I love weddings, as long as they are happening to others. Most of the people at a wedding are happy. They feel good about themselves because they are dressed in what they consider their best clothes. There are a lot of things to eat. Married people feel good that two more persons will be sobered down. Unmarried people feel good, hoping that their turn as bride or groom would not be far away either. Male oglers enjoy the sight of well-dressed, decked up, and makeup-ed females, who in turn enjoy being ogled at, as males watch them when they are looking more beautiful than they actually are. The bride and groom are happy to conjure up thoughts of the romantic nights and sleepy days ahead; the bride and/or groom is sometimes bashful thinking that everyone around is also imagining their romantic nights ahead. Foodies are happy with the wide variety and huge quantities of food, and alcohol lovers feel good that they have the moral and ethical right to drink. I love it because everyone is charged up, except some sulking relatives of course. In fact, even sulking relatives come well dressed and with empty stomachs—ready to watch, be watched, and enjoy the food. They know that eventually, someone will pay them extra attention, force them to eat, and they will have to pretend that they are being force-fed.
It was Friday evening once again, and I was happy—like many other people. A break from the usual routine of office and visiting many different places was on the cards. A wedding reception, a drinks party, a religious ceremony—we had everything that weekend.
Friday evening was reserved for a wedding reception.
Golu, aged two, like most kids of his age, looked very cute. Sitting on his mother's lap, he was excited about going out. His happiness made everyone around him cheerful. His mother, Anjali, was sitting next to the driver's seat and was well dressed for the wedding reception. Sourabh Choudhary, Golu's father to be precise, was in the driver's seat and looked as impatient as ever.
About thirty years ago, when Sourabh started going to school at the age of four, a girl in his class had nicknamed him Sobu. Since then he had come to be better known as Sobu than Sourabh. Since the name was given by a girl, Sourabh didn't mind being called Sobu. In fact, sometimes, he forgot that his name was Sourabh. A few weeks before that Friday, he had got a call.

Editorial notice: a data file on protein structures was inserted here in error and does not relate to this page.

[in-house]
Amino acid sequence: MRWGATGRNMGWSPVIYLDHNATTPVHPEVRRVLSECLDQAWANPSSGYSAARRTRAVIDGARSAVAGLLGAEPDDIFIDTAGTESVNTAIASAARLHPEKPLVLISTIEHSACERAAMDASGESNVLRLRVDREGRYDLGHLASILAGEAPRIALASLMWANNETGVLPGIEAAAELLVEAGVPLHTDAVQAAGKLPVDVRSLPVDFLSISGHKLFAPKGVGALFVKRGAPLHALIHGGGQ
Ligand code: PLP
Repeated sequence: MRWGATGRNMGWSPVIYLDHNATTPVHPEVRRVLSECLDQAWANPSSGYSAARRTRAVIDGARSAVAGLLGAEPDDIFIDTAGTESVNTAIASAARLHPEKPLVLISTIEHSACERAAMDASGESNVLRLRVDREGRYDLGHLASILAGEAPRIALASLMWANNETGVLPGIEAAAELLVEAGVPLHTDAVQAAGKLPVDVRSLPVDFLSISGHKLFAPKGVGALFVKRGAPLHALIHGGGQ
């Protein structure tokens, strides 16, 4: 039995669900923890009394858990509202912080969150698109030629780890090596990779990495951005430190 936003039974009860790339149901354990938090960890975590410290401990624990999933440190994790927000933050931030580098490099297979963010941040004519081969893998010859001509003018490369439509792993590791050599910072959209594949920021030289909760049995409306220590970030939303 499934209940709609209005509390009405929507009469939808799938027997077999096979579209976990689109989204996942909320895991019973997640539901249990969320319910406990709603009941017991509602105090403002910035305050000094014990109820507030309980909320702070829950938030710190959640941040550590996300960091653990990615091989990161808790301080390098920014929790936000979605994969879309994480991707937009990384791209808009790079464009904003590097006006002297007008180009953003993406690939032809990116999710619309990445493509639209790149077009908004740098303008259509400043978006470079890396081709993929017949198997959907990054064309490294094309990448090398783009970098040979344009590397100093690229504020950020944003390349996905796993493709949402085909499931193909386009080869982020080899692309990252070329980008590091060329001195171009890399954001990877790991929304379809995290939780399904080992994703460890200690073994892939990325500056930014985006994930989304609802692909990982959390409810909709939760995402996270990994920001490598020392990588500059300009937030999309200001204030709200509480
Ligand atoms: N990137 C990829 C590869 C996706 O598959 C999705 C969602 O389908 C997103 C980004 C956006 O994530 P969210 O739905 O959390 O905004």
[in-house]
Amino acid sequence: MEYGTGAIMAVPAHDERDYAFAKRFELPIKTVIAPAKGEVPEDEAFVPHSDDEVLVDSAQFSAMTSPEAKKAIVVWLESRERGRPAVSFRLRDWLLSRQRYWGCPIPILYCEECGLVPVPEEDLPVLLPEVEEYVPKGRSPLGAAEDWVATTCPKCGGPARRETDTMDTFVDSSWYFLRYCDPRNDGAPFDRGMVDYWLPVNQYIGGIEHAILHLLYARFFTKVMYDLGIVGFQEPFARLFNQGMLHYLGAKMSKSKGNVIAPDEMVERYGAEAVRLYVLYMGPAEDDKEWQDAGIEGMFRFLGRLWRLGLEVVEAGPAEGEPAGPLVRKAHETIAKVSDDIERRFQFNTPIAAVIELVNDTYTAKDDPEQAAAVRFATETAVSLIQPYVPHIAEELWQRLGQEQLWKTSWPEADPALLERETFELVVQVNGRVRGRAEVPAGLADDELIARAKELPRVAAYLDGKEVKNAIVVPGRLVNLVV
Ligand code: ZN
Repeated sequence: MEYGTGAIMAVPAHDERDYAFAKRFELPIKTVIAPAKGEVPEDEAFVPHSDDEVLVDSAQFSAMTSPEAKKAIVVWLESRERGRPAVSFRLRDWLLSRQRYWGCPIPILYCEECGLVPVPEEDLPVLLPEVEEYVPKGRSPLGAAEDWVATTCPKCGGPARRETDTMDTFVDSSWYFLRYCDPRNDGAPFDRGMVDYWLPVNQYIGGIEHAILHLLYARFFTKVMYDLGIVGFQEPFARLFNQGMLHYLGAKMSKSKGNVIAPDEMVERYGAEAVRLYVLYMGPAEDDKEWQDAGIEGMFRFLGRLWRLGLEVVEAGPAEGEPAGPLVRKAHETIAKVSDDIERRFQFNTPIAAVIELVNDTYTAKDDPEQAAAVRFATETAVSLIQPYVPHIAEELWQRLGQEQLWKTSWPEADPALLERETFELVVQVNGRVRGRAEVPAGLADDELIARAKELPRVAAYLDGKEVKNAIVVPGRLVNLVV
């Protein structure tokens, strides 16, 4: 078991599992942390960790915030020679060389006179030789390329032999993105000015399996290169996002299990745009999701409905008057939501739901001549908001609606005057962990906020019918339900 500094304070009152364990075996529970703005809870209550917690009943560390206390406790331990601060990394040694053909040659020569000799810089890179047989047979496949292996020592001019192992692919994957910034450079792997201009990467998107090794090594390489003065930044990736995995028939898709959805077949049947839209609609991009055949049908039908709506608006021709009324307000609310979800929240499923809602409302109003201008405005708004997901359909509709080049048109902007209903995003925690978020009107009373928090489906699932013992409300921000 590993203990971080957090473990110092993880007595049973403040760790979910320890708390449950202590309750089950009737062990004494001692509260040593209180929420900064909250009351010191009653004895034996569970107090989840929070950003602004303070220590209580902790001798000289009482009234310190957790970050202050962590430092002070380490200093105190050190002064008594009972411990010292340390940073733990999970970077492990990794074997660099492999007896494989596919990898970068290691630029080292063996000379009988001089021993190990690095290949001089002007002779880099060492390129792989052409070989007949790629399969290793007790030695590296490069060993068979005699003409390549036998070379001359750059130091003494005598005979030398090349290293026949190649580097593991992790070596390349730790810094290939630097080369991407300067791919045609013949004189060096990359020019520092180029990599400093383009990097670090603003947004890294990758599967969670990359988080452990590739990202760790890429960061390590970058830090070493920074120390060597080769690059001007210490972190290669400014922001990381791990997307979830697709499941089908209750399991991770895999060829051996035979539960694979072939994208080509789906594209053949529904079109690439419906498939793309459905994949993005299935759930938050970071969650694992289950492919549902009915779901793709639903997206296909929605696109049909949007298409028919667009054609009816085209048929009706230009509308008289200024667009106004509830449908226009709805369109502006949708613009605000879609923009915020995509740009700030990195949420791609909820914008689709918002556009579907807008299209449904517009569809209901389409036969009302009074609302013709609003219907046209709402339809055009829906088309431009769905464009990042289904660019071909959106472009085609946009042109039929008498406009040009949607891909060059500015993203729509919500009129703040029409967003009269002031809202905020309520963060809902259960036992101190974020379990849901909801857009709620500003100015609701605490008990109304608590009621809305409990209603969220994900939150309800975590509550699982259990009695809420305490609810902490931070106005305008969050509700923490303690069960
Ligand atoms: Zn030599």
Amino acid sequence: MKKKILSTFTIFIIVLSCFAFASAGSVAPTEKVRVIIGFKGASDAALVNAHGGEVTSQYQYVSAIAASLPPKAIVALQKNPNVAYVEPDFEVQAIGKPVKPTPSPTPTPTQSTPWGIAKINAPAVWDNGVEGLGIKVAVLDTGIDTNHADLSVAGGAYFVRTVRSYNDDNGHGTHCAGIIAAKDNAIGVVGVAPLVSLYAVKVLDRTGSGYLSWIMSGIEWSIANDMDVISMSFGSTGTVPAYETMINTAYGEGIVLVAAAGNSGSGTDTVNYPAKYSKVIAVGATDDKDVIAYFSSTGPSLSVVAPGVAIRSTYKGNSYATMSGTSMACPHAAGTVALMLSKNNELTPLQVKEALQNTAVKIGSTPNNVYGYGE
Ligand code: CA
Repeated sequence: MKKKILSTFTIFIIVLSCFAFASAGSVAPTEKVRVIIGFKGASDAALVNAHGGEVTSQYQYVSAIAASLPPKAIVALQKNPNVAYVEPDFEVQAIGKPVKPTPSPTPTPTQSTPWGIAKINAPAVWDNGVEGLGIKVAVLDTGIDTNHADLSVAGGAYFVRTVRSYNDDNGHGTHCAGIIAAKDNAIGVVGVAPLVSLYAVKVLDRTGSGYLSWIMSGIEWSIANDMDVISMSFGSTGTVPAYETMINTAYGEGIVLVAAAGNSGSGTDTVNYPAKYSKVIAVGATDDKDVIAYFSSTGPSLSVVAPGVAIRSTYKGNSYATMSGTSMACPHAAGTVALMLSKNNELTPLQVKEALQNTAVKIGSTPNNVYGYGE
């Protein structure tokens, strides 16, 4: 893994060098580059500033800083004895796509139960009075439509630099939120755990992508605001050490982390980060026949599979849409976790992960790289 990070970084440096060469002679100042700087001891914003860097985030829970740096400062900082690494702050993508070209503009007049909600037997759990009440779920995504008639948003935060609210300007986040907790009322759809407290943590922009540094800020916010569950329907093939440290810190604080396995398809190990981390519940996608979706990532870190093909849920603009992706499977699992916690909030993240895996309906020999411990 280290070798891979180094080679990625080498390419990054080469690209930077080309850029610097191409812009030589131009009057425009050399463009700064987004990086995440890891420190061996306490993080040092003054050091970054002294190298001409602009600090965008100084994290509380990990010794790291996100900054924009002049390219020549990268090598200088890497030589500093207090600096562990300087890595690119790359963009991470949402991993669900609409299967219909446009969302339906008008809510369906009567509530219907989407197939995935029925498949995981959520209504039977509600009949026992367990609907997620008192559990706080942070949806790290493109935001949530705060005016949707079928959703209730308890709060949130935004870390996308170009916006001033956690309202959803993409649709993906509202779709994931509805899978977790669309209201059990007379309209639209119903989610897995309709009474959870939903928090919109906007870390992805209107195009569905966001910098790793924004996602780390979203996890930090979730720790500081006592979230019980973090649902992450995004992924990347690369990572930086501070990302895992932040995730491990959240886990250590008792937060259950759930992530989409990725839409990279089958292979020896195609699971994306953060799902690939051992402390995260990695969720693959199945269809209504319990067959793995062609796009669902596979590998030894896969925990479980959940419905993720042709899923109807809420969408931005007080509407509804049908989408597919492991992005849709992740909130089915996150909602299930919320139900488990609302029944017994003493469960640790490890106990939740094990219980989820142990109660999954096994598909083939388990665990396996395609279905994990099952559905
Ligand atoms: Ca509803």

'Hello, am I speaking to Mr Sourabh?'
Sobu replied, 'Wrong number.'
After putting down the phone, he remembered he was, in fact, Sourabh. He fumbled with the phone, but I guess it is hard to reconnect to the call by confusingly fumbling with the phone.
That Friday, I was happy for a couple of reasons—one of them being that the whole family was wearing new, good clothes. Golu wore a red T-shirt and blue jeans while Anjali was in a sparkling maroon sari and a lot of make-up, which made her look pinker and sexier. Grandpa, sitting in the back, wore a sky-blue shirt and black pants, which contrasted perfectly with his silver-white hair, and grandma, sitting next to him, wore a sober light-green sari, looking like the perfect family-loving, God-fearing maaji from a Hindi movie.
'But,' I hear you say, 'who are YOU?'
Who am I?
To take the story forward, you have to know who I am, and I will feel good if you don't laugh at me. I am a permanent resident of this car. This car is my home, my playground, my workplace. I am a cockroach who got into this car by a stroke of luck, and I always thank God for giving my life this exciting turn. I used to live in the Choudharys' house among the old newspapers, eating nothing but paper shreds. It used to be so boring, eating newspapers 24´7. Then one day, they wanted an old newspaper in the car to wrap something in, and I, along with the newspaper, landed in the car. My life changed completely after that. I started getting lots of different things to eat as variety became the spice and staple of my life. Sobu used to eat his breakfast in the car sometimes, and I would get the leftovers. Golu would frequently spill eatables in the car. So I enjoyed all kinds of delicacies—paranthas, biscuits, sandwiches, shahi paneer, chocolates, even whisky, beer, and rum. I would enjoy the nice music played in the car, swaying my antennae, and tapping my feet to it. I knew what was happening in the family. The rash driving by Sobu used to scare me sometimes, but apart from that, I used to live a perfect life.